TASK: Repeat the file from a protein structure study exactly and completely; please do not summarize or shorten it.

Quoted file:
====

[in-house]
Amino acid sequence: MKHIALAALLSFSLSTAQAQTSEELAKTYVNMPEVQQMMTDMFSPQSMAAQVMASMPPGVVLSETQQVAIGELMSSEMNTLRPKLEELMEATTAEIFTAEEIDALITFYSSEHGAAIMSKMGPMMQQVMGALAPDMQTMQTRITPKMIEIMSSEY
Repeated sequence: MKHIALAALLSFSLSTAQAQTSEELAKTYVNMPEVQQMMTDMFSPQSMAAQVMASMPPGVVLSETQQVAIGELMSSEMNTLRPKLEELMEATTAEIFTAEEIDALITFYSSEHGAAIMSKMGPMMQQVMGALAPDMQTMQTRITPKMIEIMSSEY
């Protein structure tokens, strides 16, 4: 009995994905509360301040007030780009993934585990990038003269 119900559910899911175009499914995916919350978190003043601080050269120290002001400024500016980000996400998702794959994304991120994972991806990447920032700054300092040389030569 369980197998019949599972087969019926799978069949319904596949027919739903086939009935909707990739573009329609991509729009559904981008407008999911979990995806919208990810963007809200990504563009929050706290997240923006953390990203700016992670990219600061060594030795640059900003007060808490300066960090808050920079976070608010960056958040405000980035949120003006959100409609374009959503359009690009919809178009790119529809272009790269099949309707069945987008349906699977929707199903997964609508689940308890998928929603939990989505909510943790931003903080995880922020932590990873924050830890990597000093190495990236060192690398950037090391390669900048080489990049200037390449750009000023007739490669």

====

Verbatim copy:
[in-house]
Amino acid sequence: MKHIALAALLSFSLSTAQAQTSEELAKTYVNMPEVQQMMTDMFSPQSMAAQVMASMPPGVVLSETQQVAIGELMSSEMNTLRPKLEELMEATTAEIFTAEEIDALITFYSSEHGAAIMSKMGPMMQQVMGALAPDMQTMQTRITPKMIEIMSSEY
Repeated sequence: MKHIALAALLSFSLSTAQAQTSEELAKTYVNMPEVQQMMTDMFSPQSMAAQVMASMPPGVVLSETQQVAIGELMSSEMNTLRPKLEELMEATTAEIFTAEEIDALITFYSSEHGAAIMSKMGPMMQQVMGALAPDMQTMQTRITPKMIEIMSSEY
């Protein structure tokens, strides 16, 4: 009995994905509360301040007030780009993934585990990038003269 119900559910899911175009499914995916919350978190003043601080050269120290002001400024500016980000996400998702794959994304991120994972991806990447920032700054300092040389030569 369980197998019949599972087969019926799978069949319904596949027919739903086939009935909707990739573009329609991509729009559904981008407008999911979990995806919208990810963007809200990504563009929050706290997240923006953390990203700016992670990219600061060594030795640059900003007060808490300066960090808050920079976070608010960056958040405000980035949120003006959100409609374009959503359009690009919809178009790119529809272009790269099949309707069945987008349906699977929707199903997964609508689940308890998928929603939990989505909510943790931003903080995880922020932590990873924050830890990597000093190495990236060192690398950037090391390669900048080489990049200037390449750009000023007739490669």